Copyright © 2013, Landon Curt Noll, Simon Cooper, and Leonid A. Broukhis. All Rights Reserved. Permission for personal, educational or non-profit use is granted provided this copyright and notice are included in its entirety and remains unaltered. All other uses must receive prior permission from the contest judges.
The IOCCC has a web site and now has a number of international mirrors. The primary site can be found at,
Use make to compile entries. It is possible that on non-Un*x / non-Linux systems the makefile needs to be changed. See the Makefile for details.
Look at the source and try to figure out what the programs do, and run them with various inputs. If you want to, look at the hints files for spoilers - this year we included most of the information included by the submitter.
Read over the makefile for compile/build issues. Your system may require certain changes (add or remove a library, add or remove a #define).
Some ANSI C compilers are not quite as good as they should be. If yours is lacking, you may need to compile using gcc instead of your local compiler.
We believe you will again be impressed with this year’s winners.
This year, several 8 people won 9 people won 15 awards. For the first time in the history of the contest, one person, Yusuke Endoh, won 4 times while Adrian Cable won 3 times! It is also worth noting that Chris Mills previous win was in 1993. Welcome back Chris!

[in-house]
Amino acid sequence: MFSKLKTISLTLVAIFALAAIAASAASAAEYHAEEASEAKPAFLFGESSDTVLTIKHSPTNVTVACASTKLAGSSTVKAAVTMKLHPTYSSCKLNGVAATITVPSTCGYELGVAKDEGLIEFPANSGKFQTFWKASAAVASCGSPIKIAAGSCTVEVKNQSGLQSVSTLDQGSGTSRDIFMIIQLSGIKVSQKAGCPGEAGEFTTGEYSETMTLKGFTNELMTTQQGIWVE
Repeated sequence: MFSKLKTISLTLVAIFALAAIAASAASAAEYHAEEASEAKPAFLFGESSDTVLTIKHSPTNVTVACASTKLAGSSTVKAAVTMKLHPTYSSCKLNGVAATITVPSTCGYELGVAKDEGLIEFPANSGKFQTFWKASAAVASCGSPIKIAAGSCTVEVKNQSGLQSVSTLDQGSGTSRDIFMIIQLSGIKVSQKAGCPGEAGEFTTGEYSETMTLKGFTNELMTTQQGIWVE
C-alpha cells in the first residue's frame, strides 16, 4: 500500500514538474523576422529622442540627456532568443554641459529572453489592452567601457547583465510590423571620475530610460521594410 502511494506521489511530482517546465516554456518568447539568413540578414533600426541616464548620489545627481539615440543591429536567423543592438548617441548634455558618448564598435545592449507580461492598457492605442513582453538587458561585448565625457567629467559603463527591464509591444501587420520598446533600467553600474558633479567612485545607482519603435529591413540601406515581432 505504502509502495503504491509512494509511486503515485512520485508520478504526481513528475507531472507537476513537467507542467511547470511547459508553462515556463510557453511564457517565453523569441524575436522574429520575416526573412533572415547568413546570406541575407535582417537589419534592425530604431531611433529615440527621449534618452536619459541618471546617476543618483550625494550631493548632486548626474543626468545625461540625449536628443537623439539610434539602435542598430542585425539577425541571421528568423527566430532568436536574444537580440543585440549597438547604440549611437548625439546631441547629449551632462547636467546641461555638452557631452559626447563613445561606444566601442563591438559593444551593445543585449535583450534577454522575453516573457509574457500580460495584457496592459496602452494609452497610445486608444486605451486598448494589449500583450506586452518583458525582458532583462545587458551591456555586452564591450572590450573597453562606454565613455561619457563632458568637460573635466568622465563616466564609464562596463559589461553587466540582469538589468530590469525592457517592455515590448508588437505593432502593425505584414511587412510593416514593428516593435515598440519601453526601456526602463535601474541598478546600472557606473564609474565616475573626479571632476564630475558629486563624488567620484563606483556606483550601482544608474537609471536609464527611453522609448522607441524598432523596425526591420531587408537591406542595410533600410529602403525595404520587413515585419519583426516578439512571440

We, the judges, were very surprised by this as many of the multiple winners submitted very different styles of entries.
This year was the first time the IOCCC size tool was used. Entries had to print a value 2053 or less when the -i flag was used.
Several people discovered an undocumented feature in that certain comments such as:
were not correctly parsed by the tool. The guidelines stated:
In cases where the above summary and the algorithm implemented by
the IOCCC size tool source code conflict, the algorithm implemented
by the IOCCC size tool source code is preferred by the judges.
so this abuse was allowed (and encouraged). The judges hope that the IOCCC size tool author will patch the tool to block this kind of size abuse in future contests.
There were some outstanding entries that did not win. Unfortunately some very good entries lost because they:
were way way oversize and didn’t even attempt to justify their excess by a clever abuse of the rules
depend on a single obfuscation trick
could only be run on a particular vendor’s platform
were very similar to previous winners
didn’t work as documented
We hope the authors of some of those entries will fix and re-submit them for the next IOCCC.
There is a risk in submitting an entry that is similar to a well used theme by previous winners. Previous winners set a very high bar. A new winner must not only compete against other submissions from the current year, they must also excel over similar winners in some particularly impressive way.
Please feel free to send us comments and suggestions about the competition, this README or anything else that you would like to see in future contests.
If you use, distribute or publish these entries in some way, please drop us a line. We enjoy seeing who, where and how the contest is used.
If you have problems with any of the entries, AND YOU HAVE A FIX, please send us the fix (patch file or the entire changed file).
For the latest information on how to contact the IOCCC Judges please visit
For news of the next contest watch:
© Copyright 1984-2013,
Leo Broukhis, Simon Cooper, Landon Curt Noll
- All rights reserved